Sunday, April 30, 2006

Christopher Hitchens on the Euston Manifesto

Good Trots find leaving ‘the party’ more traumatic than normal people find a bitter divorce. I should know, as I've got both T-shirts.

This is probably one of the psychological factors at work in Christopher Hitchens’ denunciation of the Stop the War Coalition - and by implication, his old flame the Socialist Workers’ Party - in this morning’s Sunday Times.

When I bump into the erstwhile Mrs Osler at drinks receptions from time to time, we usually manage some civilised conversation over the routinely ghastly wine. We then agree that we ‘simply must’ meet up for dinner some time. But we never do, of course.

However, Hitchens - who started out in journalism on Socialist Worker, and is pictured above - still seems to be carrying a little torch for his political ex somewhere in his heart. And he seems mighty angry that it has found a new partner in the shape of political Islam.

The first substantive point in the diatribe is an attack the official slogan of the March 2003 StWC demo, namely ‘No war on Iraq, freedom for Palestine’:

‘Nobody had actually ever proposed a war “on” Iraq. It had been argued, whether persuasively or not, that Iraq and the world would be improved by the advent of the post-Saddam Hussein era.’

Such chutzpah. For a start, the semantic quibble over a misplaced preposition somehow doesn‘t quite work. Neither does the political follow-through. The central case advanced for war three years ago was explicitly not the liberation of the Iraqi people.

Exporting democracy did not come into the equation until much later. The central planks of the apologists’ position were that the Saddam government possessed weapons of mass destruction, and that it supported al Qa’eda. For Hitchens to maintain otherwise is surely an instance of extraordinarily selective memory, if not outright bad faith.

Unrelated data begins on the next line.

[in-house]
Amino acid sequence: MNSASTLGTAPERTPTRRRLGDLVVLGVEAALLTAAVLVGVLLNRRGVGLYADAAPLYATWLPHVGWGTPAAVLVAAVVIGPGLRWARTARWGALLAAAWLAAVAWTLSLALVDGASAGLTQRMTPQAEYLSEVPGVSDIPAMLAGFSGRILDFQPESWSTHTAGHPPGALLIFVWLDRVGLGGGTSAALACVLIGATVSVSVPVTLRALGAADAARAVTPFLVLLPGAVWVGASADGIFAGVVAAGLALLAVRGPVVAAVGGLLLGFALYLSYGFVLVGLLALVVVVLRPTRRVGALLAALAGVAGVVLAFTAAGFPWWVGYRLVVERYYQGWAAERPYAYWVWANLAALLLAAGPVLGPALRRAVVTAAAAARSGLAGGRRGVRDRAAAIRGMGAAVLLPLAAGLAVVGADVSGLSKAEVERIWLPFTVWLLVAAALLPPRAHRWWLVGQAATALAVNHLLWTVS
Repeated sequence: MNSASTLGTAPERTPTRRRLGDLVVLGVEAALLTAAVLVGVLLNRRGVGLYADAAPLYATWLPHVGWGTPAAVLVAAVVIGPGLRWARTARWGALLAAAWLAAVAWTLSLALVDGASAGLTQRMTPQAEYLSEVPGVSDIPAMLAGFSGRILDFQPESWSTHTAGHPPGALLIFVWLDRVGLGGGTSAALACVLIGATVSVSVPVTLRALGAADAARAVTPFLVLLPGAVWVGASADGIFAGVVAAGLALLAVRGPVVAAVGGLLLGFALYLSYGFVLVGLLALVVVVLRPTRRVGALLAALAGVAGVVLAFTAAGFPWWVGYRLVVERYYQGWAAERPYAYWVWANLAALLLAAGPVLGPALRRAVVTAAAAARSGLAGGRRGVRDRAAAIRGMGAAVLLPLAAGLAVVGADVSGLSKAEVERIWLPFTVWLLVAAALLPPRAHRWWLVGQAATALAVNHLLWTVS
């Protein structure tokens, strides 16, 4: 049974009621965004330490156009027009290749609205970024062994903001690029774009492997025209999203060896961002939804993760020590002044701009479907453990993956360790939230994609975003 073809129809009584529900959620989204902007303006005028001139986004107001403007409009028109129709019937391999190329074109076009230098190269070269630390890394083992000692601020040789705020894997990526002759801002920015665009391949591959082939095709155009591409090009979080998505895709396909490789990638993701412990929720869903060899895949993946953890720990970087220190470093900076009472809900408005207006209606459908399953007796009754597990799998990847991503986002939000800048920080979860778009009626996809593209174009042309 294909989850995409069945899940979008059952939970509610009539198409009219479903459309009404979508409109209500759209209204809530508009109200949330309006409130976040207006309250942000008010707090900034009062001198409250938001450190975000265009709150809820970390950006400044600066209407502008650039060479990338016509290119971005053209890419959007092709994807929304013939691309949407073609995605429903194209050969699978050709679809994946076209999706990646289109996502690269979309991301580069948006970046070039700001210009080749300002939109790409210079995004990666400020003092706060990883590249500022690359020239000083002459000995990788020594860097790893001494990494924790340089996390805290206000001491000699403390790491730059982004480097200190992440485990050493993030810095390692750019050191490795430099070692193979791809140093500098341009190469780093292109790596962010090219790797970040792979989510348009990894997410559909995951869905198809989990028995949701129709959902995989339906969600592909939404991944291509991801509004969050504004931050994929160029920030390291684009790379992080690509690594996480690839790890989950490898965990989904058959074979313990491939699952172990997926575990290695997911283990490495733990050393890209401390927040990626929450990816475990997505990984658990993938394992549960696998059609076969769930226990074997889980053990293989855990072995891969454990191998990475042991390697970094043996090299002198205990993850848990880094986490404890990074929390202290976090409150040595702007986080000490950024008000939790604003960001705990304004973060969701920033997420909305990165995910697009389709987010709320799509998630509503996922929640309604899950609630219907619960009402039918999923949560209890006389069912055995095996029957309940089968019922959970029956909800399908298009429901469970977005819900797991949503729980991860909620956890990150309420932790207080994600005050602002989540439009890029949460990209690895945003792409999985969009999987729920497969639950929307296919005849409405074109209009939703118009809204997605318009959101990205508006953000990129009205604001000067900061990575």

Both contentions were questionable even at the time, as the ‘dodgy dossier’ affair underlined. A plagiarised PhD thesis is not a credible basis for going to war. Now we are in a position to make a definitive judgement, and neither the WMD or al Qa’eda claims stand up.

Hitchens and the pro-war left might wish to counter that Blair and Bush made an honest mistake here, although a journo as good as Hitch should surely be less credible than that. Most of the rest of the population think our rulers lied to us, and only started talking in terms of ‘liberation’ when they were rumbled. In short, this argument has been made anything but ‘persuasively’. Meanwhile, Hitchens continues:

‘There was already a war in Iraq, with Kurdish guerrillas battling the Ba’athist regime and Anglo-American airborne patrols enforcing a “no-fly zone” in order to prevent the renewal of the 1991 attempted genocide in the Kurdish north and the Shi’ite south … The war “for” and “over” and “in” Iraq, in other words, had been going on for some time and I, for one, had taken a side in it.’

Again, this is disingenuous. There is no logical connection between backing a guerilla insurgency against a vicious dictatorship and the full-scale invasion of Iraq by the world’s imperialist superpower. I supported the first. I did not support the second.

Of the points that follow, I agree with many. ‘Hands off Iraq - but freedom for Kurdistan’ would indeed have been a better slogan. But I still can’t see how any principled leftist could object to the demand for freedom for Palestine.

Of course, George Galloway is more deeply mired in nostalgia for Stalinism than the average East German old age pensioner, although large cheques from Saudi Arabia’s royal family make him rather better off than the majority of senior citizens in Dresden. Of course, Ramsey Clark is for whatever reason reduced to fellow-travelling with a particularly potty Stalinist sect.

It is to the immense discredit of the bulk of the far left that these individuals play the roles they do. But a consistent minority of anti-war socialists - a number in which I would include myself - have said these things many times before.

Hitchens makes no secret of enjoying the odd drop of the hard stuff while writing, and you can almost spot the level of alcohol consumption in each succeeding paragraph. Three-quarters of the way into the article, he was obviously nicely pickled.

So demo participants reiterated the ideological mantras of Ba’athism, we are told. Sorry? I was there, and didn’t see a single banner emblazoned with ‘one path, one destiny’, ‘one Arab nation with one eternal mission’ or even ‘the good military man is the good ba’athist’. Not one.

And the ‘tenth-rate theoreticians’ of the far left apparently believe al Qa’eda can stop global warming. You what? Citations, please? Got any serious sources here? Thought not. If only out of admiration for the Hitchens of old, I think we’ll just skip over these obviously ludicrous notions.

Finally, on to the money shot. Hitchens has been asked to sign the Euston Manifesto. The little tease won’t say if he is going to put out or not, but I reckons he’s the kind of girl that does do it on a second date at the latest. What’s the betting the EM crew are saving the Royal Assent until the public launch?

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